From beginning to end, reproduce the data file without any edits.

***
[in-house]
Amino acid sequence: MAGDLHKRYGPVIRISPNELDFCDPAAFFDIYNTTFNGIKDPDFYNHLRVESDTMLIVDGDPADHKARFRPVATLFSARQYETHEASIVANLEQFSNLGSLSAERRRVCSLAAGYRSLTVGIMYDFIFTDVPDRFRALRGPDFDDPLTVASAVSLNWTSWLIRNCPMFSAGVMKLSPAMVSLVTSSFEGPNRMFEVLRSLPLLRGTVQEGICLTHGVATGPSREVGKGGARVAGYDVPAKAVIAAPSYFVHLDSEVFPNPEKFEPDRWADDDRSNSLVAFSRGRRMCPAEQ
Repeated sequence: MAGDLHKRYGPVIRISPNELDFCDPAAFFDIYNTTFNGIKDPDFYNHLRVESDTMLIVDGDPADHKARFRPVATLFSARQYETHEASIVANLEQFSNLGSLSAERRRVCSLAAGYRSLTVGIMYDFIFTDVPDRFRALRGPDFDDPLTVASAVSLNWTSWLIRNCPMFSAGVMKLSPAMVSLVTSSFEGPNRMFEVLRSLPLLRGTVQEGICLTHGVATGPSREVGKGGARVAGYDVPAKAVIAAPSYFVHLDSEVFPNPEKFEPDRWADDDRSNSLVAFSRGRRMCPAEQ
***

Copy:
[in-house]
Amino acid sequence: MAGDLHKRYGPVIRISPNELDFCDPAAFFDIYNTTFNGIKDPDFYNHLRVESDTMLIVDGDPADHKARFRPVATLFSARQYETHEASIVANLEQFSNLGSLSAERRRVCSLAAGYRSLTVGIMYDFIFTDVPDRFRALRGPDFDDPLTVASAVSLNWTSWLIRNCPMFSAGVMKLSPAMVSLVTSSFEGPNRMFEVLRSLPLLRGTVQEGICLTHGVATGPSREVGKGGARVAGYDVPAKAVIAAPSYFVHLDSEVFPNPEKFEPDRWADDDRSNSLVAFSRGRRMCPAEQ
Repeated sequence: MAGDLHKRYGPVIRISPNELDFCDPAAFFDIYNTTFNGIKDPDFYNHLRVESDTMLIVDGDPADHKARFRPVATLFSARQYETHEASIVANLEQFSNLGSLSAERRRVCSLAAGYRSLTVGIMYDFIFTDVPDRFRALRGPDFDDPLTVASAVSLNWTSWLIRNCPMFSAGVMKLSPAMVSLVTSSFEGPNRMFEVLRSLPLLRGTVQEGICLTHGVATGPSREVGKGGARVAGYDVPAKAVIAAPSYFVHLDSEVFPNPEKFEPDRWADDDRSNSLVAFSRGRRMCPAEQ